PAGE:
The Ultimate Guide To Guitar Chords: How to play any chord in any key!

Have you ever wondered how guitarists know what chord to play? How do they instantly know which key to play in? Perhaps you’ve been trying to learn how to play a particular chord. Chord progression is one of the central elements of music, and knowing how to play any chord in any key is an essential part of developing your playing.

Whether you’re looking to impress your friends at a party or just want an easier way to learn new chords without spending hours agonising over every note, this guide will show you exactly how guitar players know what chords they are playing.

Let’s take a look at some of the most common ways people learn new chords and explore the secrets that musicians use every day – whether they realise it or not!

Theory: The Key to Knowing Chords

Theory is the key to knowing chords. While you can memorise a chord by ear, you’ll get really really really bad at it in a really really really short time! Memorizing a chord by ear takes years of practise and is only useful if you want to play by ear.

However, once you understand how notes work, you can apply these techniques to any instrument and any style.

To learn how guitar players know what chords they are playing, you need to understand how chords work and how they are made. A chord is simply the combination of three or more notes played together.

This combination of notes creates a harmonic relationship between each other, called a ‘chord’. A chord can be any combination of notes, but guitars only have 7 different notes that can be played together, so the most common chords are all the notes of the major scale.

Because the guitar only has 7 different notes, you can use the relative minor scale to get the same chord. There are many ways to combine notes, and these chords can be strung together to create a melody.

However, chords and the notes they are made from can often be used to describe feelings and create atmosphere.

Chord Chart: Learn the Notes of Every chord

This is a great way to learn the notes of any chord. The majority of chords are built from the notes of the major scale, so learning the notes of every major chord is essential to being able to play any song! While you don’t need to know the names of the notes, you can use the chart to learn the names of notes as you learn them.

You can also refer back to the chart to check you have the right notes if you start to have any troubles. The chart below outlines the notes of the C Major Scale, which is the most common chord in pop, rock, country and other mainstream styles. The key to understanding any chord chart is in understanding the relationship of each note.

Chord Memorization: Hear a chord and you’ll memorize it!

This is a really simple concept that many people overlook. When you learn the notes of a chord, you can ‘hear’ them in your head. When you do this, you make a connection between each note and the other notes, like building a mental ‘map’ for yourself. After you learn the notes of a chord, play it once and then close your eyes and try to remember where the chord was. You’ll likely be able to visualize the chord very clearly in your mind. Try this with different chords and see what happens!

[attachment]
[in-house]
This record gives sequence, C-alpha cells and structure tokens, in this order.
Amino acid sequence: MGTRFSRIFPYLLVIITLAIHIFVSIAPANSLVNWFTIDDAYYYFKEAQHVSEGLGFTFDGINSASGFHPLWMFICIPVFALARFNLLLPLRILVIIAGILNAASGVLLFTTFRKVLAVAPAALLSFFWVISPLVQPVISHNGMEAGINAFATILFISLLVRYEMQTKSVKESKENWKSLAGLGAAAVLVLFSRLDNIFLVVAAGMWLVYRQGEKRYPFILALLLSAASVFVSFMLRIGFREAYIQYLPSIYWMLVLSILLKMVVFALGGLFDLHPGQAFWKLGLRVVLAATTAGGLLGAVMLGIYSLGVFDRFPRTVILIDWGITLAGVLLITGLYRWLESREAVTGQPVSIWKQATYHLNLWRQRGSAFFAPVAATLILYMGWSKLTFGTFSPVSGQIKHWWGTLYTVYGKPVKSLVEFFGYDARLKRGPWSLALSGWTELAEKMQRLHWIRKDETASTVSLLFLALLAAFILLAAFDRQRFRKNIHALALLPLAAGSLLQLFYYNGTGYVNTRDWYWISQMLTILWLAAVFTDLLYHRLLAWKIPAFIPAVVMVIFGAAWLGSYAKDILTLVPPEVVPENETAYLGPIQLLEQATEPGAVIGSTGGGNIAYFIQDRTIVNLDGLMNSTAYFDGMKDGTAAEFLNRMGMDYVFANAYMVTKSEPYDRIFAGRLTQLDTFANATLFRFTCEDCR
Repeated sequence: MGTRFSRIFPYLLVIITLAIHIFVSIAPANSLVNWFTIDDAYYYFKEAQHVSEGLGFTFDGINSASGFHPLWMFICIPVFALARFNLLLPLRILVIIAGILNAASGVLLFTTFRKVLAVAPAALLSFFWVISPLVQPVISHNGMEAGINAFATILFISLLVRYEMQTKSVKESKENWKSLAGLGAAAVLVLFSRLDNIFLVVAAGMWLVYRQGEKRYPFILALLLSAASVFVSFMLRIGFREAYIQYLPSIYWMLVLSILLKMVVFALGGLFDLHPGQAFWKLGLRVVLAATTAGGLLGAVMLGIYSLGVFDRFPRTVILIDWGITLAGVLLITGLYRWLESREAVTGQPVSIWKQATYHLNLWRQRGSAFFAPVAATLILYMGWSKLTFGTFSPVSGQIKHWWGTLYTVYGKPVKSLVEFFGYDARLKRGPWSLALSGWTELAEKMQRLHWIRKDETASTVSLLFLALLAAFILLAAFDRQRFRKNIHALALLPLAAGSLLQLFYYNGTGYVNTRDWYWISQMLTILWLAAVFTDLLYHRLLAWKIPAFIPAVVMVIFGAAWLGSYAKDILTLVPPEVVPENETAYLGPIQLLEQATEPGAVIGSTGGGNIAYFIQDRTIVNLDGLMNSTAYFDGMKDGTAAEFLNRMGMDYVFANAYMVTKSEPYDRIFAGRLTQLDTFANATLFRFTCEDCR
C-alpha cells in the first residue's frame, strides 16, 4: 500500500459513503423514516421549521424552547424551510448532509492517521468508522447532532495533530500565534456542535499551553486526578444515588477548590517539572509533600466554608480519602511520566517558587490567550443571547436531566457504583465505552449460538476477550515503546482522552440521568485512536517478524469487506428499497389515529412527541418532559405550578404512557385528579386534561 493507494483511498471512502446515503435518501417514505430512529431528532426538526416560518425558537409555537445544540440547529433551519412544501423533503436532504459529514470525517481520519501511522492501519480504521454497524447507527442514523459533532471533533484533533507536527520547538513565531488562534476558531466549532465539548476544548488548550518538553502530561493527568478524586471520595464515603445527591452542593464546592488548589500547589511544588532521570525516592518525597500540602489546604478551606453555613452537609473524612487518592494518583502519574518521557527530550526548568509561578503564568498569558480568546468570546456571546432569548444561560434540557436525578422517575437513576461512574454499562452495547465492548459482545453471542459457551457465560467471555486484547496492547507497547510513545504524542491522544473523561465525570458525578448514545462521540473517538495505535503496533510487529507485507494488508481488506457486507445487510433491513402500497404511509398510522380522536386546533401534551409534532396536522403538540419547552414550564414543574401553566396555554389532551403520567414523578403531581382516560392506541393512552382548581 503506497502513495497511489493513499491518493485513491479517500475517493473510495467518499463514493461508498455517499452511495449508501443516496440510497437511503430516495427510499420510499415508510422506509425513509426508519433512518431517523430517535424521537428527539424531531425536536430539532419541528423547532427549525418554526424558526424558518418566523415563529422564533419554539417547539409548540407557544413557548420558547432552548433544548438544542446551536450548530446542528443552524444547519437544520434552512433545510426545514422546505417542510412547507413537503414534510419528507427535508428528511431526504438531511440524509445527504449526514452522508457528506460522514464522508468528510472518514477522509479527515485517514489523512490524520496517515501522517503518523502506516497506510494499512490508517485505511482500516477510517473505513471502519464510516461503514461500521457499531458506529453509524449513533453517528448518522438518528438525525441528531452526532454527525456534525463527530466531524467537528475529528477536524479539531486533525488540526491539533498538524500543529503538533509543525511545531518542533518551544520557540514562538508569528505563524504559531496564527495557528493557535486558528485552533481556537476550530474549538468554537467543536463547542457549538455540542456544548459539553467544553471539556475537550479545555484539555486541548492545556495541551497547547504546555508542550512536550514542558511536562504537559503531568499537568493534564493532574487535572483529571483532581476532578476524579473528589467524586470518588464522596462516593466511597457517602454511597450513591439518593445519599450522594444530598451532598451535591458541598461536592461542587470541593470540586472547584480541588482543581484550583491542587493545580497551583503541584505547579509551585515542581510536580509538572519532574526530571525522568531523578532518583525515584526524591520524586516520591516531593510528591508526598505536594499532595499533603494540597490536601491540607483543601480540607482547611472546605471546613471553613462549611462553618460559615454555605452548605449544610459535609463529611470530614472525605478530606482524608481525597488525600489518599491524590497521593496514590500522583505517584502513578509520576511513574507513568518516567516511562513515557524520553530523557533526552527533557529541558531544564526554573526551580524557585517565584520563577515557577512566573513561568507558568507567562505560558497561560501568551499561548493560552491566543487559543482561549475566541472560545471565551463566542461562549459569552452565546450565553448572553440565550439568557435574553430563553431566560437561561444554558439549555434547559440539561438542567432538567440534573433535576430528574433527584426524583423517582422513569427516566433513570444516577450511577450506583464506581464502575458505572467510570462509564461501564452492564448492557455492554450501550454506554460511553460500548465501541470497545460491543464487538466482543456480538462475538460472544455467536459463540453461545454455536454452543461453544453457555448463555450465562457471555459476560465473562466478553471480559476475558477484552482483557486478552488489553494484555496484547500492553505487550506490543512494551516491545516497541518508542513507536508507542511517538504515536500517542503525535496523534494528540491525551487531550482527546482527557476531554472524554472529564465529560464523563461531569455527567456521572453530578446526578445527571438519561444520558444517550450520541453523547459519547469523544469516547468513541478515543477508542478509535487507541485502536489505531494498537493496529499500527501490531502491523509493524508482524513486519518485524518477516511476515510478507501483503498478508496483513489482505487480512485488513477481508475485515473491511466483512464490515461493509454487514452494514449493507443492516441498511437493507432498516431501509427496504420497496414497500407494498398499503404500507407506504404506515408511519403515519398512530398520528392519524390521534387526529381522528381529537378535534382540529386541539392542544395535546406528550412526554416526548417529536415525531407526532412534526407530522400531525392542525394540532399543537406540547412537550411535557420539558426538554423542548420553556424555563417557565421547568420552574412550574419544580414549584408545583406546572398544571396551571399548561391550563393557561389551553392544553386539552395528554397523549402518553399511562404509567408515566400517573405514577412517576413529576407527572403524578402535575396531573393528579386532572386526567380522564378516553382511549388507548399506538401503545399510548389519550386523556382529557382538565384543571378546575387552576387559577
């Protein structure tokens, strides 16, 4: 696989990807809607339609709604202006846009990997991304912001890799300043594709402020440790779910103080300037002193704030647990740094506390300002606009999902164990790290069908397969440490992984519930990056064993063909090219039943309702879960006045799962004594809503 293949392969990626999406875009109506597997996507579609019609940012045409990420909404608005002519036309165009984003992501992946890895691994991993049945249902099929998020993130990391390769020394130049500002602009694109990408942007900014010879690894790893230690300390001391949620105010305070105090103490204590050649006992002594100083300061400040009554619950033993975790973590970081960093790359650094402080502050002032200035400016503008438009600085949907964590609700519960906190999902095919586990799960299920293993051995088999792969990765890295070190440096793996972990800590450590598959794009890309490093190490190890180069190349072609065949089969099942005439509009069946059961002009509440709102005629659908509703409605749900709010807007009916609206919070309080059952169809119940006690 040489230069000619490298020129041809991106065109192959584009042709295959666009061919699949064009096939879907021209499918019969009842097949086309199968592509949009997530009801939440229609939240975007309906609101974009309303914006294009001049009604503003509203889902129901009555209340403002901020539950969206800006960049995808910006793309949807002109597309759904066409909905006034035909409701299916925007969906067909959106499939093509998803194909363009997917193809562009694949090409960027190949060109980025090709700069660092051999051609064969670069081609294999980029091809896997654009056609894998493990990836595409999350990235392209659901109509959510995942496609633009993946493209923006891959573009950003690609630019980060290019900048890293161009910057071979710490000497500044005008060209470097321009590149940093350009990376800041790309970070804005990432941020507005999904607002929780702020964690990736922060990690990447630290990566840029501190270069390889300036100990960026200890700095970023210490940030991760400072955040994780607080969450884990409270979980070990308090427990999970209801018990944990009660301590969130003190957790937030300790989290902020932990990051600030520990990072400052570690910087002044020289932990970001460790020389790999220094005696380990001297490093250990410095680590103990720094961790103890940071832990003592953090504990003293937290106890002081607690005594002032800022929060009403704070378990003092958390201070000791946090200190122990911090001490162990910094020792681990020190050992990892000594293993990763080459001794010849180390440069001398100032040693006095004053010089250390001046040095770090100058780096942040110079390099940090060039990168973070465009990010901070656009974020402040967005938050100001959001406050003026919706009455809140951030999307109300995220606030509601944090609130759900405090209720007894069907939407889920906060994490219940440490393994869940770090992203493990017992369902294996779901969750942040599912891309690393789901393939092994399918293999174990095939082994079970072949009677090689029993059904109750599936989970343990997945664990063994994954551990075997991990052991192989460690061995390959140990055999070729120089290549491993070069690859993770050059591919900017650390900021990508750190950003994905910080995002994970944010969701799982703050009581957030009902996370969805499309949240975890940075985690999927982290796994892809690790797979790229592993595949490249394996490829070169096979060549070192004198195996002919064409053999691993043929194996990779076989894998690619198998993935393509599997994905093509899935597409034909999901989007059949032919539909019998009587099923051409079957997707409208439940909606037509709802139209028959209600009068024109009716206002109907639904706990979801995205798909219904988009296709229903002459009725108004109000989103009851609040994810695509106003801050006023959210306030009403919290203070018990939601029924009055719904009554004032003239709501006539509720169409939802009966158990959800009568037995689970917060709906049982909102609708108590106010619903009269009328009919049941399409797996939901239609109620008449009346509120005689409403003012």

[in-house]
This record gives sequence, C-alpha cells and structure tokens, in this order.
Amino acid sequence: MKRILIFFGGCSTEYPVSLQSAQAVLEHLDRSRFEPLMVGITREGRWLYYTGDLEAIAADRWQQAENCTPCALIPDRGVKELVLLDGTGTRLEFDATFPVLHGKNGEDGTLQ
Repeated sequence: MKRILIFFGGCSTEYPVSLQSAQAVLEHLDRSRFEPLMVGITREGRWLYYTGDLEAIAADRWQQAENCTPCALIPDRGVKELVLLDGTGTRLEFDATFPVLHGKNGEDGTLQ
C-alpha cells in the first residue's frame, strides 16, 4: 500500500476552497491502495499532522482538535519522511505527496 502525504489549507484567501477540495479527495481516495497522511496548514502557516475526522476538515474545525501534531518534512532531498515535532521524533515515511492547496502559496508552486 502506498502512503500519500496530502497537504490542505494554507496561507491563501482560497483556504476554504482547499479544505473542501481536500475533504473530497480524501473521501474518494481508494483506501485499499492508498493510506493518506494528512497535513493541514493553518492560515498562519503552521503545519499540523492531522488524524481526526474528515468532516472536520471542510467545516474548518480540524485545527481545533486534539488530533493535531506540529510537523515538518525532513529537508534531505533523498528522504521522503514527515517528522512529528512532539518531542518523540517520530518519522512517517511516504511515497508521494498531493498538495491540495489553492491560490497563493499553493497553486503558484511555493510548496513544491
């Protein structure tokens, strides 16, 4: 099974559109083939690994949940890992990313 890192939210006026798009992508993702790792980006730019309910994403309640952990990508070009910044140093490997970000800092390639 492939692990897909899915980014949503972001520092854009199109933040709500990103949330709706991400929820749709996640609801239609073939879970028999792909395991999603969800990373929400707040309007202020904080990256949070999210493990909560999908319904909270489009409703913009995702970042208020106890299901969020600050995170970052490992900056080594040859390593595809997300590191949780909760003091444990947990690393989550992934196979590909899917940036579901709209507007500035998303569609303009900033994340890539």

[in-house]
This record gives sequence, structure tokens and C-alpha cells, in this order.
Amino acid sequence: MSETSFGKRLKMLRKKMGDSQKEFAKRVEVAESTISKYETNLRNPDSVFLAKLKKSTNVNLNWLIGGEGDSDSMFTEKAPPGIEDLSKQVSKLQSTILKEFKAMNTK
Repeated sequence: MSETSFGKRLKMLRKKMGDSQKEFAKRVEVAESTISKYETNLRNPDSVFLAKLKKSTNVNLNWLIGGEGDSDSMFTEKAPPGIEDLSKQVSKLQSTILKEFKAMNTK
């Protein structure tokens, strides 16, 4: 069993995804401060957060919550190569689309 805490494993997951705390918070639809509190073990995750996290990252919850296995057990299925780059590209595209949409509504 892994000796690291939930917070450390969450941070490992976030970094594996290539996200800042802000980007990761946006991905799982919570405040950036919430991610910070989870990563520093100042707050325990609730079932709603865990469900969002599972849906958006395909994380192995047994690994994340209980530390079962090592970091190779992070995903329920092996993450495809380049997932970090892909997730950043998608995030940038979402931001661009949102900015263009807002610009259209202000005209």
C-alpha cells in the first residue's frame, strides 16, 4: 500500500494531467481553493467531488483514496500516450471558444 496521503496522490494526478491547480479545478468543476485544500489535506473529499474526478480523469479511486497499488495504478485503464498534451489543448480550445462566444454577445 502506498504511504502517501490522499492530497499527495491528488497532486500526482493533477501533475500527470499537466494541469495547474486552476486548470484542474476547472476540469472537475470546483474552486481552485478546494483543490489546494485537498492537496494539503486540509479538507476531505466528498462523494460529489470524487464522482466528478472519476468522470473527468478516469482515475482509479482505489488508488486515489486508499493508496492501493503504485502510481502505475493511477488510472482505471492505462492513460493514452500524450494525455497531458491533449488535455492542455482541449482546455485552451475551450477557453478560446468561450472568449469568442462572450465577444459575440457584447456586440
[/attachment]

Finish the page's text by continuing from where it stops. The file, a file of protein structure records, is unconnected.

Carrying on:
Memorization is a great way to help you learn new chords and stay motivated when you are learning something new. You can memorize a chord by listening to it over and over as you practice. When you’re having a particularly bad day and can’t seem to get motivated, play the chord over and over again until you ‘see’ it in your head.

Guitar Training Wheels: You know a new chord but can’t play it yet

This is a common problem that occurs when you try to learn a new song. You know the notes of a chord but you don’t know how to play them yet. This is a really common problem for guitarists because it’s easy to get stuck in a cycle of trying to memorize a new song. Memorizing too many notes can lead you to a state of paralysis and make it seem impossible to learn. However, memorizing a chord will not make you automatically able to play it. Sometimes the notes are too far away from the chord you’re used to playing and you need to build up your finger strength first. This is when you can use finger training wheels to help you build strength and speed.

Playing Along With Songs: Studying music will help you learn chords faster

This is a really under-rated way to learn chords. Every time you play a song, you are actually learning the chords. If you make a conscious effort to learn the chords, you can learn a lot in short periods of time. Every time you pick up a guitar, you’re playing melodies with chords. Usually you’re playing a simple melody, but in reality, you’re playing melodies with a whole range of chords underneath. It’s important to learn the different chords used in popular songs, and you can use this as a way to speed up your chord progression. If you want to get to the next chord quicker, you can always play the chords you need ahead of time!

Bottom Line

Chords are the basis of music, and the more you learn about how they work and how they are built, the easier it will be to navigate the music world. Chords are essential to understanding how a song is put together and what emotions it is trying to convey.

Learning how to play any chord in any key will give you a new level of confidence as a musician, and with practice, you’ll be able to take your playing to the next level.